Combined biliary and gastric bypass procedures as effective palliation for unresectable malignant disease

ANZ JOURNAL OF SURGERY, Issue 6 2009
Christopher D. Mann
Abstract Background:, Although endoscopic treatment of jaundice is increasingly used in the palliation of unresectable malignant disease, surgical bypass still has a role to play in this setting. This study aimed to reappraise the short-term and long-term results of combined biliary/gastric bypass (hepaticojejunostomy and gastrojejunostomy) as palliation for unresectable malignant disease. Methods:, All patients undergoing simultaneous biliary and gastric bypass procedures for unresectable malignant disease between August 2000 and January 2006 were identified and outcomes reviewed. Results:, One hundred and two patients underwent open surgical biliary drainage procedures for palliation of malignant disease. Underlying malignant disease included pancreatic carcinoma (n = 88), duodenal adenocarcinoma (n = 6) and distal cholangiocarcinoma (n = 3). Thirty-one of the patients underwent a planned palliative bypass procedure, the remainder being carried out after unresectable disease was identified at laparotomy. Postoperative mortality and morbidity rates were higher in the group undergoing planned bypass. During follow up, two patients developed recurrent jaundice that required transhepatic stenting and two patients developed late gastric outlet obstruction requiring refashioning of the gastrojejunostomy. Conclusion:, Combined surgical biliary and gastric bypass achieved effective palliation of jaundice and gastric outlet obstruction until death in >95% of patients in this series. It remains first-line therapy in patients identified as having unresectable disease at laparotomy. [source]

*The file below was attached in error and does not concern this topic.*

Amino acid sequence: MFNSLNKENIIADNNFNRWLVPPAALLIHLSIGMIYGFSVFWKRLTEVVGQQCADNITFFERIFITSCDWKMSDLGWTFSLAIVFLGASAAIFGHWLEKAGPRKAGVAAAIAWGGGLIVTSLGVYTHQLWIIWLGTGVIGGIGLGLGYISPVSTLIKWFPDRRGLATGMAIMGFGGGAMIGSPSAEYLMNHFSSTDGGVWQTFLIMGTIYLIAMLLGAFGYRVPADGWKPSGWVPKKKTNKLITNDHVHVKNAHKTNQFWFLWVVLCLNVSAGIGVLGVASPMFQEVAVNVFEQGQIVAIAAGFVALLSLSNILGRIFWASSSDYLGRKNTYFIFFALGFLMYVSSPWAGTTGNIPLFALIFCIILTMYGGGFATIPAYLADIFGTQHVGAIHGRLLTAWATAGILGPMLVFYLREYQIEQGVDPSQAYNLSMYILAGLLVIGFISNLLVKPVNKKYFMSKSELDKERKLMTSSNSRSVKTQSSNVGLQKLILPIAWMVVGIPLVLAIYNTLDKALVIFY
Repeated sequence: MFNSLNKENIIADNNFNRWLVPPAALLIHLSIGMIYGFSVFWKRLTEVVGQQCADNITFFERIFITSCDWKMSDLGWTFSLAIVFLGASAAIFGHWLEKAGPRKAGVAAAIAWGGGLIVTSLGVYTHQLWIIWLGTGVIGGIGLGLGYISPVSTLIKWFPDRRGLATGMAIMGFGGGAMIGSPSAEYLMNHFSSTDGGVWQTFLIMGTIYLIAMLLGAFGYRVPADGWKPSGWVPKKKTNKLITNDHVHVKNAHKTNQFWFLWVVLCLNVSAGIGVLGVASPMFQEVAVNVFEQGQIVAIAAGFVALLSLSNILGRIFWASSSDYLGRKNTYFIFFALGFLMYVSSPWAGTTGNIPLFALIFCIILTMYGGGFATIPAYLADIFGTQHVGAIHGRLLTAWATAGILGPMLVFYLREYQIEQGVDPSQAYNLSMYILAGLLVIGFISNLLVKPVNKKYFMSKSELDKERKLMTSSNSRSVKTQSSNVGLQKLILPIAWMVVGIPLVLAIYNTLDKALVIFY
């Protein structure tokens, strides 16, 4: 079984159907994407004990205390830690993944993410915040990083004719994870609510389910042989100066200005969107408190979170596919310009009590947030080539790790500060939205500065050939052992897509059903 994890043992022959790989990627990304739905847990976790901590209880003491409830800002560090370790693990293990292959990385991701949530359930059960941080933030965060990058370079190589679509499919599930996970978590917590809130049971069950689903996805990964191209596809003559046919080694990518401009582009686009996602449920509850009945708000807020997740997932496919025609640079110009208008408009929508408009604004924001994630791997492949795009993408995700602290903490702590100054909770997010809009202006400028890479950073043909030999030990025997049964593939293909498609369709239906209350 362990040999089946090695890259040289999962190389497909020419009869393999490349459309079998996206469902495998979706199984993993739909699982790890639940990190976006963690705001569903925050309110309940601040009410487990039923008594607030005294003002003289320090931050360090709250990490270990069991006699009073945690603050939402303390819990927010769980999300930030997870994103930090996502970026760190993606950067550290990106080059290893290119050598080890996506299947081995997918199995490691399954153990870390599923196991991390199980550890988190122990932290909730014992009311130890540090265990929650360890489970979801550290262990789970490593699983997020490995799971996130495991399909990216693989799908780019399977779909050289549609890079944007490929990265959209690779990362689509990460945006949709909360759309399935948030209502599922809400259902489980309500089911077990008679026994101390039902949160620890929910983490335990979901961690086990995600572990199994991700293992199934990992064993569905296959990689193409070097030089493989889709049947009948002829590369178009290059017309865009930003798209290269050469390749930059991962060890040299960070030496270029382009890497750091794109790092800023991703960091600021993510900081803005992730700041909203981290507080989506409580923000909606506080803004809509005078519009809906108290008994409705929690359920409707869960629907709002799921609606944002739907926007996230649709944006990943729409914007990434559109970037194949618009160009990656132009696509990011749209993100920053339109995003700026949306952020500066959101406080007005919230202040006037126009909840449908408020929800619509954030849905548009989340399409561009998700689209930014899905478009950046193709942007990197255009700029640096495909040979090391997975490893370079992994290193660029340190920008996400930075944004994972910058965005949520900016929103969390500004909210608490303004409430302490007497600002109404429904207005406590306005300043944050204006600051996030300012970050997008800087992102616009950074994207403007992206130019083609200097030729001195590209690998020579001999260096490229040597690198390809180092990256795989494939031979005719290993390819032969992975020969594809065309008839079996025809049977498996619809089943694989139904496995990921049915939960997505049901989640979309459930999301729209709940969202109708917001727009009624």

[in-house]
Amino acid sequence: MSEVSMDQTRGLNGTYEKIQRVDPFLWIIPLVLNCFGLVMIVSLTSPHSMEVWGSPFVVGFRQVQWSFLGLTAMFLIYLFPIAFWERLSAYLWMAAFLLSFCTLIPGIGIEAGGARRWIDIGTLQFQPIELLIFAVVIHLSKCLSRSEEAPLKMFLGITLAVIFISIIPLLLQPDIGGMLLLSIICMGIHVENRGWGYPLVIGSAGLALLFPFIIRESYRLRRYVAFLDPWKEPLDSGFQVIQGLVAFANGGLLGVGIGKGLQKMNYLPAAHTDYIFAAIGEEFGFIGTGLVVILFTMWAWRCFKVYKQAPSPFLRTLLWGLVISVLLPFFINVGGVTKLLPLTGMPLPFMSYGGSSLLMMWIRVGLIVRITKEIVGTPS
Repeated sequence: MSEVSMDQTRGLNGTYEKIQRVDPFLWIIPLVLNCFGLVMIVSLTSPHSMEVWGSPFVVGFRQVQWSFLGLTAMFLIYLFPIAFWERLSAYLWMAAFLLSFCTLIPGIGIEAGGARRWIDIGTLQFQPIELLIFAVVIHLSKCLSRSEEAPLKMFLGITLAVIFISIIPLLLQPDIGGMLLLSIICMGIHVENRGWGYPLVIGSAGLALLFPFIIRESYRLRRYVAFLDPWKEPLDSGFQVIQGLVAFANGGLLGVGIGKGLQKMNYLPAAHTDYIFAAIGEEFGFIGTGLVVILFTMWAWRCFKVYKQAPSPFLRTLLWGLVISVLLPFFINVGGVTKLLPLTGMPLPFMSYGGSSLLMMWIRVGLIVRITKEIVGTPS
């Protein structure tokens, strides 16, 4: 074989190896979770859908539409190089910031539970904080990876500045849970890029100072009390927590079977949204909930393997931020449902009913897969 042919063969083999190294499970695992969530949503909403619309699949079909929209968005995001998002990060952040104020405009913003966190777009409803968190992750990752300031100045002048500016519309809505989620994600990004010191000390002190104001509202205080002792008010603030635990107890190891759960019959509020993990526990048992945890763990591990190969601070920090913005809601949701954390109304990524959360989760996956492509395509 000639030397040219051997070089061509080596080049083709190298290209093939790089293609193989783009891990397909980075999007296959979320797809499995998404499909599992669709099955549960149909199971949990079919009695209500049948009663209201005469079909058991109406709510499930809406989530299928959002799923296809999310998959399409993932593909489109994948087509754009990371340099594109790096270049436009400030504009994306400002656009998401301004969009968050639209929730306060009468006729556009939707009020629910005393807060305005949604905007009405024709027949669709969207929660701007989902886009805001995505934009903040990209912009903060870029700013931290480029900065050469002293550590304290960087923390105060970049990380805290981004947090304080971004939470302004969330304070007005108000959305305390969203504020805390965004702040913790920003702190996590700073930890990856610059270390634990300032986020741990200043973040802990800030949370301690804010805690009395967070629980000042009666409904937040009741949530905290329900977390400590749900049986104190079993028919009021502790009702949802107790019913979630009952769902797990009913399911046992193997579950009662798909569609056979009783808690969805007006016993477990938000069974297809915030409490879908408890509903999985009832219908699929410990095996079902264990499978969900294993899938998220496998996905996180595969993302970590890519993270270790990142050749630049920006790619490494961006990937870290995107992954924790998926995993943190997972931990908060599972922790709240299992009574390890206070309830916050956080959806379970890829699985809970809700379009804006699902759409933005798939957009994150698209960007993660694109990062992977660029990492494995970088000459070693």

DAMAGE CONTROL SURGERY AND ANGIOGRAPHY IN CASES OF ACUTE MESENTERIC ISCHAEMIA

ANZ JOURNAL OF SURGERY, Issue 5 2005
Anthony J. Freeman